Having watched the Buildcorp Nationals, I thought the standard was better than at previous nationals with a higher level of fitness and basic skill sets.
It is fair to say that the growth and development of women’s rugby in Australia is rapidly improving and is pleasing that each year at the National Championships, Australian Rugby is unearthing new talent, whether that be new kids out of school or experienced players reinventing their game.
I know all the girls who are in contention on making the flight to Rio have a very close eye on the XVs game, and I for one would be pumped to be a part of the Wallaroos, but judging by some of the talent on show at Riverview, it won't be an easy side to just waltz into with so many standout performers.
Sarah Riordan of New South Wales Country was one to watch with her blistering ability to break the defensive line. Playing at 10 or 12 she was a standout with her tackle busting ability enabling her team to gain front foot ball and change the momentum of the game.
Rebecca Clough was a brick wall in defence for Western Australia leading her troops in to action. Always the first in the defensive line, willing to put her body on the line for her teammates. Clough was a vital cog in their line out set up causing headaches for teams in both defence and attack.
Victoria Latu from Sydney was an absolute powerhouse and vital element with her storming runs throughout the weekend getting Sydney front foot ball. She was a standout all weekend with her sheer ability to break the line and get in behind the defensive line enabling the Sydney backline to weave their magic.Sydney’s skipper Ashleigh Hewson off the back of a dominate forward pack and excellent combination with Iliseva Batibasaga was instrumental in Sydney taking out the title. Her ability to spread the ball wide, kick into space and defensively stop anyone in her path was exceptional. Not to mention her ability to kick penalty goals from almost anywhere on the field.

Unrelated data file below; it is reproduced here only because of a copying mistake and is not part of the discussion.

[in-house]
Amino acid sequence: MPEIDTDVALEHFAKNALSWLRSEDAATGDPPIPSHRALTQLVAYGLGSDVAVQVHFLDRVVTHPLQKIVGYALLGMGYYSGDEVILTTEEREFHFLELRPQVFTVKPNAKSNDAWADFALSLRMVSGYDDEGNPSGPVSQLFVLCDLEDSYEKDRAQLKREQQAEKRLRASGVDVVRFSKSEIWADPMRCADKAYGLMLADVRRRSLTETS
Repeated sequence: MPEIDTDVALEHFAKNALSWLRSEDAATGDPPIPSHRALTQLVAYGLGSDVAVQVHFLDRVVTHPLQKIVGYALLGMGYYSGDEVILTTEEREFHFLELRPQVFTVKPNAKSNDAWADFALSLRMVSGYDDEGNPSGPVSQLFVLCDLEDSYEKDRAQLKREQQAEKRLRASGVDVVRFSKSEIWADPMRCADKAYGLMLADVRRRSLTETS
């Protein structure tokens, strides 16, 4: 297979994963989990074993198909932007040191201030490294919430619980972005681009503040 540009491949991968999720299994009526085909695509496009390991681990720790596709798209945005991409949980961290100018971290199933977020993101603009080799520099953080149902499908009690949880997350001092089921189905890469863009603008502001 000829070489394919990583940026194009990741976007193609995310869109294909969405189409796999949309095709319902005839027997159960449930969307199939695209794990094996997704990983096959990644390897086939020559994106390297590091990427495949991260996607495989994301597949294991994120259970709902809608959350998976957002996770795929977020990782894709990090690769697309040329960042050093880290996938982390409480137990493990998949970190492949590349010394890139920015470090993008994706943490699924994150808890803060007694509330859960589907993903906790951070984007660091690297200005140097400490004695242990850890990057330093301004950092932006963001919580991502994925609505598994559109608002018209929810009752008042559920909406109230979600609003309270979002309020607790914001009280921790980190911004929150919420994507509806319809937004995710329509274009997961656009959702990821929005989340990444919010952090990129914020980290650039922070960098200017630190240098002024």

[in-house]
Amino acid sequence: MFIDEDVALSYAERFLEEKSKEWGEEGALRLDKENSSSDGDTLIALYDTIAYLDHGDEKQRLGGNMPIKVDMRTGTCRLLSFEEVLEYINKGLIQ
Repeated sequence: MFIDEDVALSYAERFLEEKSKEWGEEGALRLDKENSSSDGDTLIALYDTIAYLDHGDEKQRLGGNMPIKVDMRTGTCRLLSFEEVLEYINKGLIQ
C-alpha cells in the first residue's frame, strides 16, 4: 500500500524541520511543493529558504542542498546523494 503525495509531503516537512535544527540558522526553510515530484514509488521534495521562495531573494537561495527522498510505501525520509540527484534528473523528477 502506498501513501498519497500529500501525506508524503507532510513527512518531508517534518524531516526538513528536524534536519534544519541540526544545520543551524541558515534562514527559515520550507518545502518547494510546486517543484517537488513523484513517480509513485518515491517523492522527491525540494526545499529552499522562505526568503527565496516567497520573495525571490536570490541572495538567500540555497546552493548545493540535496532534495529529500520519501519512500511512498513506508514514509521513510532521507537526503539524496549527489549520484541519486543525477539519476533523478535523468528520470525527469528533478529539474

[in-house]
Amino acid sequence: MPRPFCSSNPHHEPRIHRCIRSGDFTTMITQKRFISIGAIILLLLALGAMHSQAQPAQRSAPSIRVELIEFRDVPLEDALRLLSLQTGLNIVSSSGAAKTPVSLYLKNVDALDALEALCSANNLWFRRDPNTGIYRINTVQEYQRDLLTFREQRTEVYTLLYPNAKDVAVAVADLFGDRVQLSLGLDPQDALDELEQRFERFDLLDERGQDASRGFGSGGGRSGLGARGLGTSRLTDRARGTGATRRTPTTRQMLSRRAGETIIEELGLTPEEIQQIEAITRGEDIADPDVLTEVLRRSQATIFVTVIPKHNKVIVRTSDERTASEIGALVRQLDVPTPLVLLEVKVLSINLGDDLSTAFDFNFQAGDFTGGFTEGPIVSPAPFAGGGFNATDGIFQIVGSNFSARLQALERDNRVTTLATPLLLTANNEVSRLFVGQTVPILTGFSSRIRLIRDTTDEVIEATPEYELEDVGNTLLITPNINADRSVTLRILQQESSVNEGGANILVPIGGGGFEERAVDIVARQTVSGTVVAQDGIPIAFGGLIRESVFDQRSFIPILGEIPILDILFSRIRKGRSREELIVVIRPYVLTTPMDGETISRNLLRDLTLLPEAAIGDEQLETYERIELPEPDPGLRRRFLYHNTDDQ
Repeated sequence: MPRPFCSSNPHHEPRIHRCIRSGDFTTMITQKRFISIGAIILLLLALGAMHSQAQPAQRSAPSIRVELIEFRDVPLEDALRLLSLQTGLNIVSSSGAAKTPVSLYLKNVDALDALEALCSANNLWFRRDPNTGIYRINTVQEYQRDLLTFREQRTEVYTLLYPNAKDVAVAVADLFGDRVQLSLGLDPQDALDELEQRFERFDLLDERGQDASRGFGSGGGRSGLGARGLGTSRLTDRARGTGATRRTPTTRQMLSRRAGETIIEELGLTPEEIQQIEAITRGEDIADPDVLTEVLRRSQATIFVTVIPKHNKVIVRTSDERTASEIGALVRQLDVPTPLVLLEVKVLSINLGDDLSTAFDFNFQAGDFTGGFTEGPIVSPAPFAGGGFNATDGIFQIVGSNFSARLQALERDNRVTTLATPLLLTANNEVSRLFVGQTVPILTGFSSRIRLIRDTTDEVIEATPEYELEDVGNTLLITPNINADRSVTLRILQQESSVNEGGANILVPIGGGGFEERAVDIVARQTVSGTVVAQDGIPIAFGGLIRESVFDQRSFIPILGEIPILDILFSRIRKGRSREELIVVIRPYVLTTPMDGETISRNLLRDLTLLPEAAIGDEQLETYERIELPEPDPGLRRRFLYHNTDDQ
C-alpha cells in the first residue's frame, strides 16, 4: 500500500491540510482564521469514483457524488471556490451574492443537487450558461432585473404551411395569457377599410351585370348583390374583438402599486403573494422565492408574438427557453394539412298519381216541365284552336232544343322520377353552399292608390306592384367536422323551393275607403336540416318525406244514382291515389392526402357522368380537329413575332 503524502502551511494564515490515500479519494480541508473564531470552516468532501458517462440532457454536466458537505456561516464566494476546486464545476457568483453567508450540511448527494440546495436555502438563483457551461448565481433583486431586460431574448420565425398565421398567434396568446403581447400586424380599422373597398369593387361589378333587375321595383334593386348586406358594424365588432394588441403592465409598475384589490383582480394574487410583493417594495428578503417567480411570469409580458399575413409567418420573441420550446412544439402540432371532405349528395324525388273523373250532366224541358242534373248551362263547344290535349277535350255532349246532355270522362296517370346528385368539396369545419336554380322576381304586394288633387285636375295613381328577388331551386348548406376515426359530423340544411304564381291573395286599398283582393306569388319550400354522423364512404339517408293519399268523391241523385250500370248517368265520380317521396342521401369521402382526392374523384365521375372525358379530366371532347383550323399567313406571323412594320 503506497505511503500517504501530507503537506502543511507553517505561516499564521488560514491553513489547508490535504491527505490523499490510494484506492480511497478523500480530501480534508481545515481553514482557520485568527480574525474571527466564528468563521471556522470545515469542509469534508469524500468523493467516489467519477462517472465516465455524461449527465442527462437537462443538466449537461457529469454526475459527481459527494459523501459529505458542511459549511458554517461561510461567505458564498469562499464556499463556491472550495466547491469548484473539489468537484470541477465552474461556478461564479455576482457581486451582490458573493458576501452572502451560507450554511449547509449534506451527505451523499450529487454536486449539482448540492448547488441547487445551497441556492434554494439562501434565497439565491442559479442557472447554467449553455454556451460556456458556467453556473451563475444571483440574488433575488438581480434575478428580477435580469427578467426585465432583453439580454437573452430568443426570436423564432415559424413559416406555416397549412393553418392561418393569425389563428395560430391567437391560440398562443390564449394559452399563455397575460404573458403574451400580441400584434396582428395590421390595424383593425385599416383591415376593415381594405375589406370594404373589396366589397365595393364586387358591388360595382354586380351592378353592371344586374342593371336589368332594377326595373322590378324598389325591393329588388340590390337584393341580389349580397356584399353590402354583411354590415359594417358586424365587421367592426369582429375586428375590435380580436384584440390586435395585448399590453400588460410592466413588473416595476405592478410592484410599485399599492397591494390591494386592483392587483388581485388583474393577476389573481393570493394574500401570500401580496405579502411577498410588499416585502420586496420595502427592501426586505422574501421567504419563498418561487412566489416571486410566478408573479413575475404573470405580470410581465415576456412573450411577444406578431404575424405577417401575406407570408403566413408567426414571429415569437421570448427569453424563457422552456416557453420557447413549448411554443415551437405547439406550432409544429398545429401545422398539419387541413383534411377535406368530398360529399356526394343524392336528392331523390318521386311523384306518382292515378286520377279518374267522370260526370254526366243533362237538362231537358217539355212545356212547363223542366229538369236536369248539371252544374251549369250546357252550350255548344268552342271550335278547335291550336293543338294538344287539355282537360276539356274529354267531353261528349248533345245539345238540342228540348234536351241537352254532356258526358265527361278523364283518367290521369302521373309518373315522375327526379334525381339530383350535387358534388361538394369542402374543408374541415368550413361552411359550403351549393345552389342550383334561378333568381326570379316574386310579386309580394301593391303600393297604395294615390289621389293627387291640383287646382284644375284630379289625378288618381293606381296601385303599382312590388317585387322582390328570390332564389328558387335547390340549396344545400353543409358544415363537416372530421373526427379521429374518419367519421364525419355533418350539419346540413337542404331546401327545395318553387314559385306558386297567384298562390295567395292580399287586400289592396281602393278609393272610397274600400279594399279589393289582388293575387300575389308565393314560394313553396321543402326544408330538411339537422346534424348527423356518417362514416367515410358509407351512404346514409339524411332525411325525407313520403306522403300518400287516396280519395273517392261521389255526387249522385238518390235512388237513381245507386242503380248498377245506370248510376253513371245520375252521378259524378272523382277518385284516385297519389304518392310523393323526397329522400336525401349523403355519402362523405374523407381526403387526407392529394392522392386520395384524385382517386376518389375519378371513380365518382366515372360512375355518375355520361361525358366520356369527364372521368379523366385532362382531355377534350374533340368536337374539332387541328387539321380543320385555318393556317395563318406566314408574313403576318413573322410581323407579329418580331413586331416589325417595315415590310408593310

Yes I am proud of these girls and they way they performed, and the rapid growth of Womens Rugby, but good Rugby gets good exposure, and I feel this competition delivered and we are now starting to see just rewards for the Women’s game.
The backing of Buildcorp and the ARU in enabling the Wallaroos to play lead up games in New Zealand, particularly in front of the crowd at the Bledisloe Cup, will increase the general public’s awareness of the talent available in women’s Rugby and provide a clear incentive for those girls wanting to play. Any matches or camps that the Buildcorp Wallaroos are able to attain prior to the 2017 World Cup will be invaluable for the squad.
A high performance mindset and pursuit of excellence will give us exposure, and both of these are almost impossible without sponsorship and support.
Women’s rugby is now one of the fastest growing sports in the world. While our Australian Women’s Sevens team is at the forefront of this phenomenon, we now have the opportunity to increase the profile of the women’s XV’s game.
Undoubtedly the future of Australian women’s rugby is in safe hands, and although Sevens has captured the hearts of minds of the Australian public, don’t under estimate the rapid growth and steps towards World Cup success for our Wallaroo’s.
With the Wallaroos squad set to be announced in the coming week I am sure the selectors will have a lot to think about having seen the talent on display at the Buildcorp Women’s Nationals.
Shannon Parry is a Wallaroo and Australian Women's Sevens player from Queensland, with a Bachelor in Education from Griffith University, Brisbane.
The opinions expressed in this article are the views of the contributor and do not necessarily reflect the views and opinions of the ARU.